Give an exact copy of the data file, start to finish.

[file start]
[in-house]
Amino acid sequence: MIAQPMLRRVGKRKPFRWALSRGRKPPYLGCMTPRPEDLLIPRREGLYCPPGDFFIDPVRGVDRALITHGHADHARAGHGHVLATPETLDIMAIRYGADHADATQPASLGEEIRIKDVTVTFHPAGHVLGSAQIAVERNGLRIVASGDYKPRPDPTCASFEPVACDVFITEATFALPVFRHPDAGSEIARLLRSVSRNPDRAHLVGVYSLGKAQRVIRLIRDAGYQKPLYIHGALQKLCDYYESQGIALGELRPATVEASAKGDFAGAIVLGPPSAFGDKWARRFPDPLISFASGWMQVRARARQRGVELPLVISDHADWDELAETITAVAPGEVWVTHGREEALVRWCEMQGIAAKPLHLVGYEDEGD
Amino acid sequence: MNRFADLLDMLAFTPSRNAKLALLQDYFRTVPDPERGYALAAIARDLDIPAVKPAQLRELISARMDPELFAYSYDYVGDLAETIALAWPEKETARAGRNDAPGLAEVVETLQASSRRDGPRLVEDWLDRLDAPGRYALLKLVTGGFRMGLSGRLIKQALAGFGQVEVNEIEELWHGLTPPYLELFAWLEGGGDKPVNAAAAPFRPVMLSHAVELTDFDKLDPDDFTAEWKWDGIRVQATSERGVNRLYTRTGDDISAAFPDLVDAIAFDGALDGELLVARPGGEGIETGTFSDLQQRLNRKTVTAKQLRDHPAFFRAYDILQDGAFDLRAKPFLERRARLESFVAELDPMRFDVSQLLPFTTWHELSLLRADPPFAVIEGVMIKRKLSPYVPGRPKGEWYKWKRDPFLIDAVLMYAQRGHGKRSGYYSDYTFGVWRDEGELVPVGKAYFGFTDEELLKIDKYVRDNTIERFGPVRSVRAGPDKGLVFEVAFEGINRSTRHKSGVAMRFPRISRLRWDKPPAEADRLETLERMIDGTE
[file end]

[in-house]
Amino acid sequence: MIAQPMLRRVGKRKPFRWALSRGRKPPYLGCMTPRPEDLLIPRREGLYCPPGDFFIDPVRGVDRALITHGHADHARAGHGHVLATPETLDIMAIRYGADHADATQPASLGEEIRIKDVTVTFHPAGHVLGSAQIAVERNGLRIVASGDYKPRPDPTCASFEPVACDVFITEATFALPVFRHPDAGSEIARLLRSVSRNPDRAHLVGVYSLGKAQRVIRLIRDAGYQKPLYIHGALQKLCDYYESQGIALGELRPATVEASAKGDFAGAIVLGPPSAFGDKWARRFPDPLISFASGWMQVRARARQRGVELPLVISDHADWDELAETITAVAPGEVWVTHGREEALVRWCEMQGIAAKPLHLVGYEDEGD
Amino acid sequence: MNRFADLLDMLAFTPSRNAKLALLQDYFRTVPDPERGYALAAIARDLDIPAVKPAQLRELISARMDPELFAYSYDYVGDLAETIALAWPEKETARAGRNDAPGLAEVVETLQASSRRDGPRLVEDWLDRLDAPGRYALLKLVTGGFRMGLSGRLIKQALAGFGQVEVNEIEELWHGLTPPYLELFAWLEGGGDKPVNAAAAPFRPVMLSHAVELTDFDKLDPDDFTAEWKWDGIRVQATSERGVNRLYTRTGDDISAAFPDLVDAIAFDGALDGELLVARPGGEGIETGTFSDLQQRLNRKTVTAKQLRDHPAFFRAYDILQDGAFDLRAKPFLERRARLESFVAELDPMRFDVSQLLPFTTWHELSLLRADPPFAVIEGVMIKRKLSPYVPGRPKGEWYKWKRDPFLIDAVLMYAQRGHGKRSGYYSDYTFGVWRDEGELVPVGKAYFGFTDEELLKIDKYVRDNTIERFGPVRSVRAGPDKGLVFEVAFEGINRSTRHKSGVAMRFPRISRLRWDKPPAEADRLETLERMIDGTE